aldehydic carbon) to yield an aldonic acid or by oxidation of the highest-numbered
carbon (the carbon bearing the primary alcohol) to yield an alduronic acid.
Sugars with free anomeric carbons – they will reduce oxidizing agents, such as
peroxide, ferricyanide and some metals (Cu and Ag) These redox reactions convert the sugar to a sugar acid
Glucose is a reducing sugar – so these reactions are the basis for diagnostic tests for
Metabolically important sugar phosphates
The triose phosphates, ribose 5-phosphate, and glucose 6-phosphate are simple alcohol-
phosphate esters. Glucose 1-phosphate is a hemiacetal phosphate, which is more reactive
than an alcohol phosphate. The ability of UDP-glucose to act as a glucosyl donor
(Section 7.3) is evidence of this reactivity.
2-Deoxy-D-ribose is an important building block for DNA. L-Fucose (6-deoxy-L-
galactose) is widely distributed in plants, animals, and microorganisms. Despite its
unusual L configuration, fucose is derived metabolically from D-mannose.
Glycerol and myo-inositol are important components of lipids (Section 10.4). Ribitol is a
component of flavin mononucleotide (FMN) and flavin adenine dinucleotide (FAD)
In general, sugar alcohols are named by replacing the suffix -ose of the parent
monosaccharides with -itol.
Amino sugars formed from glucose and galactose commonly occur in glycoconjugates.
N-Acetylneuraminic acid (NeuNAc) is an acid formed from N-acetylmannosamine and
pyruvate. When this compound cyclizes to form a pyranose, the carbonyl group at C-2
(from the pyruvate moiety) reacts with the hydroxyl group of C-6. NeuNAc is an
important constituent of many glycoproteins and of a family of lipids called gangliosides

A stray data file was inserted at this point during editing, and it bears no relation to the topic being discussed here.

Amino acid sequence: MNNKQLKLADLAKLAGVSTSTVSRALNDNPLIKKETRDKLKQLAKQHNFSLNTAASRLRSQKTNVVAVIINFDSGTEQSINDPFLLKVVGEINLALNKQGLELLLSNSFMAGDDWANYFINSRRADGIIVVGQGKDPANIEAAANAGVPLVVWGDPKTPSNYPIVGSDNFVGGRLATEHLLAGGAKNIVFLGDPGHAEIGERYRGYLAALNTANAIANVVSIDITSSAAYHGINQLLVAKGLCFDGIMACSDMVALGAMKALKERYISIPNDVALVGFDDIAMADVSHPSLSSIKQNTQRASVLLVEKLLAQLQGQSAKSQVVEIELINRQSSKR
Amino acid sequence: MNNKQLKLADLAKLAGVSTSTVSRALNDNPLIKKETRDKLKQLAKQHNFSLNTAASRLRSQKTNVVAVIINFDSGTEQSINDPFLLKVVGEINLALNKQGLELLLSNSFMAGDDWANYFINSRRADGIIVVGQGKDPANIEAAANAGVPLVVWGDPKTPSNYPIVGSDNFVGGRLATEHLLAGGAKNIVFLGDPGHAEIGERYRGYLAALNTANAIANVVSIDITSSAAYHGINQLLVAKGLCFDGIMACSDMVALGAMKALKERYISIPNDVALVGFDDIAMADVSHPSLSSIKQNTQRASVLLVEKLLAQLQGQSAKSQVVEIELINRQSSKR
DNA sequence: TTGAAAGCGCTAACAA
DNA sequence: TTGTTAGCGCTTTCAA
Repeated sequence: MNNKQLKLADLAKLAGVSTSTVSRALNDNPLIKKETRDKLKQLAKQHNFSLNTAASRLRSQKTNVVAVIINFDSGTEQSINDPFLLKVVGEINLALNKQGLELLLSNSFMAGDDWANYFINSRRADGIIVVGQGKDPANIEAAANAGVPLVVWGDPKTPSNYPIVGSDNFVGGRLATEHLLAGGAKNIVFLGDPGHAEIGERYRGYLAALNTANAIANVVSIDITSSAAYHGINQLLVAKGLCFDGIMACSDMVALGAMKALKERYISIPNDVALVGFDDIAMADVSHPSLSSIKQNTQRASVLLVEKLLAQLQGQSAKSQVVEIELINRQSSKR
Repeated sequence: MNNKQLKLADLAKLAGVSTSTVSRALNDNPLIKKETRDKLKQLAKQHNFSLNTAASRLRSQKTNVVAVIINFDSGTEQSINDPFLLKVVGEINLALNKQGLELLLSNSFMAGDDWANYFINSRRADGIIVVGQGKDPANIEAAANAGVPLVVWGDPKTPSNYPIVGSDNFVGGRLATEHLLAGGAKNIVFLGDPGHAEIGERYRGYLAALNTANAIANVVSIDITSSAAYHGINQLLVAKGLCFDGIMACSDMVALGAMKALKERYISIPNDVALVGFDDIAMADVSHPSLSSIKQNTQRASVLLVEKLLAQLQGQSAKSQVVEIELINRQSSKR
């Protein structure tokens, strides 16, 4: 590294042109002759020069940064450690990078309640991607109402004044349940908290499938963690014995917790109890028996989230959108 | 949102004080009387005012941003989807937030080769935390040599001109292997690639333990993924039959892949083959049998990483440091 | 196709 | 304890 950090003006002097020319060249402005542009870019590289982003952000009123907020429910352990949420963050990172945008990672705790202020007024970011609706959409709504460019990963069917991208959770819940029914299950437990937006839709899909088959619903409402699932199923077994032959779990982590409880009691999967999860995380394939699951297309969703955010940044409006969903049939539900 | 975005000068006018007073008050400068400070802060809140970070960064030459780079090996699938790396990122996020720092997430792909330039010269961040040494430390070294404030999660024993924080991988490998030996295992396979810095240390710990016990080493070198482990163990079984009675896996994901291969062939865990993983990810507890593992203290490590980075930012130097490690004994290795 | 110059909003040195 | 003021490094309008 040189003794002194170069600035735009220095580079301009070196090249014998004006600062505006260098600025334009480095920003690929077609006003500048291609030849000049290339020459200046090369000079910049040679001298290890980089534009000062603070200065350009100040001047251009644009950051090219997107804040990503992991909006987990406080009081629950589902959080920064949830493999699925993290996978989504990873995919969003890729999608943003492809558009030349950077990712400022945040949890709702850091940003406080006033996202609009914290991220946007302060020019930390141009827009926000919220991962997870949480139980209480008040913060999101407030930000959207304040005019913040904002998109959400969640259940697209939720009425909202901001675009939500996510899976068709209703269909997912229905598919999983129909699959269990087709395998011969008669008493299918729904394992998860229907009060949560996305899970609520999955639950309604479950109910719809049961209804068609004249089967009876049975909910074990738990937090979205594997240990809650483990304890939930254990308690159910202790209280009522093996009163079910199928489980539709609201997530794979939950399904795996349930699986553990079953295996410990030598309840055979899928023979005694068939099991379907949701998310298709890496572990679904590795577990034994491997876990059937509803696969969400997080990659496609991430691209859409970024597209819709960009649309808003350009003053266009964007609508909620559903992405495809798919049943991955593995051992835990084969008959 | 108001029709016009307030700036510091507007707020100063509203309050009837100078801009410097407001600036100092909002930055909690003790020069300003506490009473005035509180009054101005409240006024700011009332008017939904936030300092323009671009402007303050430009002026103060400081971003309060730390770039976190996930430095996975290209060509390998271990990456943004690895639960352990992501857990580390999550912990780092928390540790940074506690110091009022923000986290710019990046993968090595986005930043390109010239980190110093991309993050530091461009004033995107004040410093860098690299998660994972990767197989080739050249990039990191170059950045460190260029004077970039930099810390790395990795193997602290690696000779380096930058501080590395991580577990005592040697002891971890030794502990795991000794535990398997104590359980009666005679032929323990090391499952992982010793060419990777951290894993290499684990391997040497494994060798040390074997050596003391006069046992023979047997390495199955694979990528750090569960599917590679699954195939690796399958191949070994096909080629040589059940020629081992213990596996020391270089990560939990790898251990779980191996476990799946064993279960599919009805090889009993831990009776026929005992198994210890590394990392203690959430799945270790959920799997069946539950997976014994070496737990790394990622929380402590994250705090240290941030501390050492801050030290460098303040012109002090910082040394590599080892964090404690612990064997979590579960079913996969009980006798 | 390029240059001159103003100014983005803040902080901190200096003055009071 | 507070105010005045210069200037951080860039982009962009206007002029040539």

(Section 9.5). Neuraminic acid and its derivatives, including NeuNAc, are collectively
known as sialic acids.
The glycosidic bond is the primary structural linkage in all polymers of
A glycosidic bond is an acetal linkage in which the anomeric carbon of a sugar is
condensed with an alcohol, an amine, or a thiol.
Compounds containing glycosidic bonds are called glycosides; if glucose supplies the
anomeric carbon, they are specifically termed glucosides.
The glycosides include disaccharides, polysaccharides, and some carbohydrate
The end containing the free anomeric carbon atom is called the reducing sugar The other end is the nonreducing end
Polysaccharides are frequently divided into two broad classes.
Homoglycans, or homopolysaccharides, are polymers containing residues of only one
type of monosaccharide.
Heteroglycans, or heteropolysaccharides, are polymers containing residues of more than
one type of monosaccharide.
Polysaccharides are created without a template by the addition of particular
monosaccharide and oligosaccharide residues. As a result, the lengths and compositions
of polysaccharide molecules may vary within a population of these molecules.
Most polysaccharides can also be classified according to their biological roles. For
example, starch and glycogen are storage polysaccharides while cellulose and chitin are
Starch and Glycogen
D-Glucose is synthesized in all species. Excess glucose can be broken down to produce
Glucose residues are stored as polysaccharides until they are needed for energy
The most common storage homoglycan of glucose in plants and fungi is starch and in
animals it is glycogen. Both types of polysaccharides occur in bacteria.
Starch is present in plant cells as a mixture of amylose and amylopectin and is stored in
granules whose diameters range from 3 to 100 μm.
Most starch is 10-30% amylose and 70-90% amylopectin
Amylose is an unbranched polymer of about 100 to 1000 D-glucose residues connected
by α-(1→4) glycosidic linkages, specifically termed α-(1→4) glucosidic bonds because
the anomeric carbons belong to glucose residues.
Amylopectin is branched every 12-30 residue via α-(1→6) glycosidic linkages
Structure of amylose